During a candid discussion between captains at this year’s American Superyacht Forum, the subject of shipyards and their responsibility towards crew was raised. It emerged that many captains are struggling to find crew able to maintain and operate a superyacht to the correct standard. “I can’t remember the last time I hired someone that knew the meaning of seamanship," Captain Glen Allen of M/Y Harle explained, "That’s pretty sad.”

Martin Redmayne agreed that, “There are a lot of guys out there who don’t know how to run boats properly,” and suggested that this was backfiring on shipyards. “They deliver a boat and there’s guys running it that aren’t completely capable of maintaining, or repairing, or operating systems,” Redmayne explained. “It’s becoming a nightmare and I think the warranty claims on a lot of new builds are down to sometimes crew error.”

Captain David Clarke of M/Y Laurel explained one of his solutions to this problem: “I have and I am sure that a lot of captains have a programme on their yachts that establishes a work procedure on board. When you have new crewmembers come on, you want to have established from the beginning how they are going to operate because they need to meet a certain standard. A lot of big yachts especially have that process already there.”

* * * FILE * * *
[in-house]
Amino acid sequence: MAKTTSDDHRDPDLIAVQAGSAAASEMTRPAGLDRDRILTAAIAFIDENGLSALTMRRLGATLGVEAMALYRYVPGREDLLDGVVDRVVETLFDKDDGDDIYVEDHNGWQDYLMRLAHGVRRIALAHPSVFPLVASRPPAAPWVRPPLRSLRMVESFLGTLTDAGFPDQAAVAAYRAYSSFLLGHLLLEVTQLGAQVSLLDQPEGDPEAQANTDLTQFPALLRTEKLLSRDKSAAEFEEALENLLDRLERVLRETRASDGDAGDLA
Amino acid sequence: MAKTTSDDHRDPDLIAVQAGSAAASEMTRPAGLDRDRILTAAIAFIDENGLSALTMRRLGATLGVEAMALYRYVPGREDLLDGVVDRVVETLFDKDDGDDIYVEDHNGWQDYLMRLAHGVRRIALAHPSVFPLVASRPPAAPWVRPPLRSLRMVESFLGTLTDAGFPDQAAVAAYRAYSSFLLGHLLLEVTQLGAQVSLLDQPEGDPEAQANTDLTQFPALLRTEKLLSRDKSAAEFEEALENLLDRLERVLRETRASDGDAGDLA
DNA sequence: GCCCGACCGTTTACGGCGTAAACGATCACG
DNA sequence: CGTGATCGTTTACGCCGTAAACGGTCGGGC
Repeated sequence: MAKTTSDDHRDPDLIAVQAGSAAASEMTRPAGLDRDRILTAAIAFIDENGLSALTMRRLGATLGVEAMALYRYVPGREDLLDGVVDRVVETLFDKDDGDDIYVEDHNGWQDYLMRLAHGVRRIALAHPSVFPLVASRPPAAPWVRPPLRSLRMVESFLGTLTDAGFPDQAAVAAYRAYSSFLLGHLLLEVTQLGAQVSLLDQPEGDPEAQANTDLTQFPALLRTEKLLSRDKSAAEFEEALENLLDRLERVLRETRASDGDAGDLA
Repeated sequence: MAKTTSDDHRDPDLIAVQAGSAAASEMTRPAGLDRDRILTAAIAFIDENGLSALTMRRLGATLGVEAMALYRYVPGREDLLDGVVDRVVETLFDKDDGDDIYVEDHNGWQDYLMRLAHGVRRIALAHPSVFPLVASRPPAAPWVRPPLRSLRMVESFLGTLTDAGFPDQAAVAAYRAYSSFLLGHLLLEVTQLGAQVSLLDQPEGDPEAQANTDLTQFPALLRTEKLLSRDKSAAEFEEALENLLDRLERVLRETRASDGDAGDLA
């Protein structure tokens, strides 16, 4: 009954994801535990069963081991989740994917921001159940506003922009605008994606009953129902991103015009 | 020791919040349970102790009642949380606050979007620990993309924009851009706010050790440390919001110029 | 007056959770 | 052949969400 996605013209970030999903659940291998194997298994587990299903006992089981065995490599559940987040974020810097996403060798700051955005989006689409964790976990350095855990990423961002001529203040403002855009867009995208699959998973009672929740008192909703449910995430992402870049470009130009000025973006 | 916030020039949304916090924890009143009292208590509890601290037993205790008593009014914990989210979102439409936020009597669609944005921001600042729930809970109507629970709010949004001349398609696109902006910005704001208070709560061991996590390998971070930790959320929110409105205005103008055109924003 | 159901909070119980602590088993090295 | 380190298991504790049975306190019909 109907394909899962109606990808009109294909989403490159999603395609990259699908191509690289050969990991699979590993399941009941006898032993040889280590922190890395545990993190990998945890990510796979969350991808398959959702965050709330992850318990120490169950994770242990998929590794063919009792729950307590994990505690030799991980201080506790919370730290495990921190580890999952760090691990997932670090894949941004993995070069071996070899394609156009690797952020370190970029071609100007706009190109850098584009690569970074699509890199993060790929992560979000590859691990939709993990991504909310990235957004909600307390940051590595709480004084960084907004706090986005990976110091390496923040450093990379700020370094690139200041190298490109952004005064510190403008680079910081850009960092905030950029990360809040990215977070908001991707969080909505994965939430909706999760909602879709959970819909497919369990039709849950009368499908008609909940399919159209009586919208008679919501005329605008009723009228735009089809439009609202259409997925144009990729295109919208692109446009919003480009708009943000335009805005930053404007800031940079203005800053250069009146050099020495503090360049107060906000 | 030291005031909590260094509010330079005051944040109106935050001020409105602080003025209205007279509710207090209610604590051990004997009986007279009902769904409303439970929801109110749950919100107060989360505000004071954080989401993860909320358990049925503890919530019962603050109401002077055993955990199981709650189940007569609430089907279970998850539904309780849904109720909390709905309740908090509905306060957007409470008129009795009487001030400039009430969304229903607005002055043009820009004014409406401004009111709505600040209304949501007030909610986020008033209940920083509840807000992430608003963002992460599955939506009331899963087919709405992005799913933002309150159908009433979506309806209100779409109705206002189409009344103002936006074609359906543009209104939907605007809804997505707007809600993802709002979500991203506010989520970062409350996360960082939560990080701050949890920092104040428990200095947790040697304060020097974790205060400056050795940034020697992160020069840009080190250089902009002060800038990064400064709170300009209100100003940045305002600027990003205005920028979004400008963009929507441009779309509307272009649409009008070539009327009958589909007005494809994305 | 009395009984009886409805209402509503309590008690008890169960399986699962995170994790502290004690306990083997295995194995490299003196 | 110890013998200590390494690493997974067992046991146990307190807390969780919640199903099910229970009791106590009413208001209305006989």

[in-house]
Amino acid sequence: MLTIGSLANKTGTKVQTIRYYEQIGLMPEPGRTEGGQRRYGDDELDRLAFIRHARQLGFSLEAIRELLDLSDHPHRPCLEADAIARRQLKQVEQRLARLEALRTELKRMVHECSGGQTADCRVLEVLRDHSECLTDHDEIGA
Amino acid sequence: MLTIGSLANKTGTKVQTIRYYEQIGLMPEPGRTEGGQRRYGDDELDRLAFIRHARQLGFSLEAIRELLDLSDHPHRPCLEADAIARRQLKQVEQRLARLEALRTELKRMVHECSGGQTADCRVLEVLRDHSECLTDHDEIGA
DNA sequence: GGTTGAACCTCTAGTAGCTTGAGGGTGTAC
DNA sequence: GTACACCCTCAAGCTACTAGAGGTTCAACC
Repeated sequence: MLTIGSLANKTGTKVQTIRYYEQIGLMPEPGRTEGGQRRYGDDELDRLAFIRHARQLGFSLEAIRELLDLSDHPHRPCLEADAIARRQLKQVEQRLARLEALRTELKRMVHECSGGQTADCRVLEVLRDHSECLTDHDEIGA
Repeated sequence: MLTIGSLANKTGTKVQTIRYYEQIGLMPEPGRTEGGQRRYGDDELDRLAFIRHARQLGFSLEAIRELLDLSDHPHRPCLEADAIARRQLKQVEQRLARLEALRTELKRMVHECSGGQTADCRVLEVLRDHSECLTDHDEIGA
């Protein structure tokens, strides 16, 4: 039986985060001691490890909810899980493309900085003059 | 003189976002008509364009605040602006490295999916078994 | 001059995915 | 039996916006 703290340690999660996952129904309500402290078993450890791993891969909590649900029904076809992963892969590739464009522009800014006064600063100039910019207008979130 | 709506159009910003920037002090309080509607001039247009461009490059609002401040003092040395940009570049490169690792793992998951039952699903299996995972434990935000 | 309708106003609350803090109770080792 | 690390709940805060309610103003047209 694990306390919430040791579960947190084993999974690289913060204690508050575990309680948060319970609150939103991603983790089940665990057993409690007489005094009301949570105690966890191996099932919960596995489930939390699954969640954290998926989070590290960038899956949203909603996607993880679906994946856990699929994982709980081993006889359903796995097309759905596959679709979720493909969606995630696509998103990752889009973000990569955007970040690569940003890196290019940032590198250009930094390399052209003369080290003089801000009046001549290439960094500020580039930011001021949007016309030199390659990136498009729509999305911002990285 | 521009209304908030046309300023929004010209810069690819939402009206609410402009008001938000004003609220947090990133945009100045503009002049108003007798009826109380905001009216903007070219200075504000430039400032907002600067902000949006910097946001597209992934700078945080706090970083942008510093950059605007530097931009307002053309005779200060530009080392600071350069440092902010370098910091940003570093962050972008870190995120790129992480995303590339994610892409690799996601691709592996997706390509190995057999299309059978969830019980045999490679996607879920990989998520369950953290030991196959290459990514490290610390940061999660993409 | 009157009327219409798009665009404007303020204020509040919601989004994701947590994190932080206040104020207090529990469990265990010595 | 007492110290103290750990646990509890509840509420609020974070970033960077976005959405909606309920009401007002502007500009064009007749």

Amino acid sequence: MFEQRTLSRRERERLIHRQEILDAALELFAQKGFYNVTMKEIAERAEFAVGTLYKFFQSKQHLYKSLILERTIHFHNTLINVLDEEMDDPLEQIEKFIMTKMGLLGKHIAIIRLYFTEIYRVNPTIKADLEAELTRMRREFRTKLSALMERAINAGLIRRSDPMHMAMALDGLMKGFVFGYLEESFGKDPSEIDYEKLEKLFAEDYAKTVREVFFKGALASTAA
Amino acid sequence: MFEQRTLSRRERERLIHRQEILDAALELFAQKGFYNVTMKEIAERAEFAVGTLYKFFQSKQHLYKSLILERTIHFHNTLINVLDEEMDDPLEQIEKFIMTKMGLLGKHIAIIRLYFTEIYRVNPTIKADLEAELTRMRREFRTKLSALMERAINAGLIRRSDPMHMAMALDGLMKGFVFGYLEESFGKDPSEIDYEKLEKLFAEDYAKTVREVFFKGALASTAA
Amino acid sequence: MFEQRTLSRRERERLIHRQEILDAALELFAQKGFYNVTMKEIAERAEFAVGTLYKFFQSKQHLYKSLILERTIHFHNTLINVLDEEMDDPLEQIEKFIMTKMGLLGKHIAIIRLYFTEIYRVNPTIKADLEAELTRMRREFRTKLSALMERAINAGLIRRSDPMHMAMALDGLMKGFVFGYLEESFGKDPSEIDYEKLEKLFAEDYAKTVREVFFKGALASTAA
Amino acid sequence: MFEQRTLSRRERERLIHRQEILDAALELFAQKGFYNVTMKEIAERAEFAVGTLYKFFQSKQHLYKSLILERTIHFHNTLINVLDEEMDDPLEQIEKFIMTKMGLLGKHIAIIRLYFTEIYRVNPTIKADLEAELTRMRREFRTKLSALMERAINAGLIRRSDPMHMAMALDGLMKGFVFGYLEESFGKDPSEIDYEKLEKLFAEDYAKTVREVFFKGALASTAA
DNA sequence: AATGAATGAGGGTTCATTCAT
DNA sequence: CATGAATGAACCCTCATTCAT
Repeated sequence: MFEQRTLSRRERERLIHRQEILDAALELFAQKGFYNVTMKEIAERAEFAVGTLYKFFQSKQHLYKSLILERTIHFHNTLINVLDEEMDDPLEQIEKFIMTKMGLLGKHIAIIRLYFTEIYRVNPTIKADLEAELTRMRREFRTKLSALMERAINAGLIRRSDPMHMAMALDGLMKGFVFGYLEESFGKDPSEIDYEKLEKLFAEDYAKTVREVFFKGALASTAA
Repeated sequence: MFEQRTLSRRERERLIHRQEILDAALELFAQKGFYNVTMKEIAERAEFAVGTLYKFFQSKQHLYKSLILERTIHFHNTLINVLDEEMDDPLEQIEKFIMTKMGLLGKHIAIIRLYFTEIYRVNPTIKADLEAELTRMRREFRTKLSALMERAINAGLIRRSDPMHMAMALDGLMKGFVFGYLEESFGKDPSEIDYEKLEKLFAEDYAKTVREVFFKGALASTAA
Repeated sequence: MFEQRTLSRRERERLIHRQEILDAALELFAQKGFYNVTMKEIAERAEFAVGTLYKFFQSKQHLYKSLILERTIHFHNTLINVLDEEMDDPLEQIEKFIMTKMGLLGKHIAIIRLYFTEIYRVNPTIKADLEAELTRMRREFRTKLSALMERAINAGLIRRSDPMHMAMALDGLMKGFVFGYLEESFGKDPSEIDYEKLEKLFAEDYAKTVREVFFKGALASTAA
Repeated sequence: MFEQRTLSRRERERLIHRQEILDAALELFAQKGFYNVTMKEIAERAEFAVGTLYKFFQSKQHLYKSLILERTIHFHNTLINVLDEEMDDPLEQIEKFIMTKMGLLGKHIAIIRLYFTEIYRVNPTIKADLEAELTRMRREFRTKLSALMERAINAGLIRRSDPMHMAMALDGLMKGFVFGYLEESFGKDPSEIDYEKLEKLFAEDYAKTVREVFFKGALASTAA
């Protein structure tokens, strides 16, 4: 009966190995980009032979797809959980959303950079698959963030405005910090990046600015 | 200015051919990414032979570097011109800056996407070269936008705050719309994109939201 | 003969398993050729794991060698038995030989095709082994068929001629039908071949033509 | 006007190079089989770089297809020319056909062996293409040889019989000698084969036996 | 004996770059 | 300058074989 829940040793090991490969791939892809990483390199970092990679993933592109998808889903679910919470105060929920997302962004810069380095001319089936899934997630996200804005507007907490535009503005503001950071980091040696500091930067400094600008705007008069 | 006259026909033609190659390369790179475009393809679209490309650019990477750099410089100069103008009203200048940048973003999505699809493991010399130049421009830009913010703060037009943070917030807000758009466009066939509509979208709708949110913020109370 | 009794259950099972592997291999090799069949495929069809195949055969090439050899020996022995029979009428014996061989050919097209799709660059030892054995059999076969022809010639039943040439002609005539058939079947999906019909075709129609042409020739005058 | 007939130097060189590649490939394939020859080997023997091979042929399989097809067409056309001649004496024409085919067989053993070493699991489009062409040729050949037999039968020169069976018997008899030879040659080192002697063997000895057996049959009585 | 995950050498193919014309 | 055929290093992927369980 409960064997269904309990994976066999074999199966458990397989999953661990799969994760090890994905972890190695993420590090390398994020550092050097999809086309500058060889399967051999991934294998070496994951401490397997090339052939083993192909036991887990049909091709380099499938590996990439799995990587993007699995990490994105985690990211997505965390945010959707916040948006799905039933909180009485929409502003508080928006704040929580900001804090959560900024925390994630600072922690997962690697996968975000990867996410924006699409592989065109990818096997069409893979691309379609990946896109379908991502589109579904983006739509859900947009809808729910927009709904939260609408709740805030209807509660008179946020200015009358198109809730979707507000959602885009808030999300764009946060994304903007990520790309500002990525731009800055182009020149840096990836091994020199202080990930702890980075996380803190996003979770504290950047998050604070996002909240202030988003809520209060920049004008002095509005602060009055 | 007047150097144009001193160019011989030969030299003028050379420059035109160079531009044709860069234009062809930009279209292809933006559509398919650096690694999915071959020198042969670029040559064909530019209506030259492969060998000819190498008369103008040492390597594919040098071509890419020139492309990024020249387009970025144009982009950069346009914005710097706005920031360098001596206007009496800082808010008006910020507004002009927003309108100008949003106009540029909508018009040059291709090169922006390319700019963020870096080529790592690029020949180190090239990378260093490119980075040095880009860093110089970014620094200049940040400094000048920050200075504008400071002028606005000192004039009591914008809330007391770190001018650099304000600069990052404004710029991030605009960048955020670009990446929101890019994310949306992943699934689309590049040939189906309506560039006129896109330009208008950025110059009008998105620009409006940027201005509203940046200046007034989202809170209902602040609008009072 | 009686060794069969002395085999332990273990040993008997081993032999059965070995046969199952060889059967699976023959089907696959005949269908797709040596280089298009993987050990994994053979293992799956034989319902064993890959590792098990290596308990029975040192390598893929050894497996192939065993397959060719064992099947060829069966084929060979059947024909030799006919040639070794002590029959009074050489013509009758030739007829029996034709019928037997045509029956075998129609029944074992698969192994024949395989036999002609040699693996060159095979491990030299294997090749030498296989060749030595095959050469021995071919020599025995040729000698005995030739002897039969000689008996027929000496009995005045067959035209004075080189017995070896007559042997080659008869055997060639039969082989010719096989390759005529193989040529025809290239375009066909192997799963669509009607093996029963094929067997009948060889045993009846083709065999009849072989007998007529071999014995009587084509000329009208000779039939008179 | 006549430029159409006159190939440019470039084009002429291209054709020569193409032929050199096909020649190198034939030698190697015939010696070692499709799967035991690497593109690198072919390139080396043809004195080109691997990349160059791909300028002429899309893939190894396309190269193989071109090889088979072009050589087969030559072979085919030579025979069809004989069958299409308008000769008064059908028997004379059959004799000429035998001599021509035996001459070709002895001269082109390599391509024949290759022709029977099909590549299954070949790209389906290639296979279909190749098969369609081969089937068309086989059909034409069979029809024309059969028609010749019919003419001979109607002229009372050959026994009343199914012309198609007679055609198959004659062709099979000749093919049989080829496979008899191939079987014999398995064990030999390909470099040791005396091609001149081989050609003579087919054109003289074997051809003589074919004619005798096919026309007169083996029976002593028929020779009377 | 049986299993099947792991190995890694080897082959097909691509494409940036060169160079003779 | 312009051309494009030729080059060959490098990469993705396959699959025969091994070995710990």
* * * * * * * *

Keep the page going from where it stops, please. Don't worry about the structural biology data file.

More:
"Crewmembers gravitated towards Feadships because they were built, they were quality, everything just lined up, it was a beautiful product to work on." - Captain David Clarke

While on board training in this area could help to remedy the problem, should the shipyards be taking more of an active role in training crew to the standards that they should work to? Captain Clarke provided the example of Feadship doing just this. “During the 80s and 90s, Feadship really came out with a product that crewmembers loved to work on because it was easy to work on," Captain Clarke continues. "Crewmembers gravitated towards Feadships because they were built, they were quality, everything just lined up, it was a beautiful product to work on. Feadship got a great name through crewmembers working on they and enjoying working on them. They gave ability to get crewmembers involved in their product."

The panel speculated whether other builders, especially US builders, should start a better programme for crew, to increase the standards that yachts are operated to across the industry. “A lot of the shipyards do support crew in a good way in the states but I don’t this they have ever done it to the extent that Feadship did,” added Captain Allen. If shipyards were to put more effort into educating and training the crew on how to take care of the yacht, it would help to increase the quality of seamanship that the industry is lacking.

For access to the transcripts from the American Superyacht Forum 2013, please click here.

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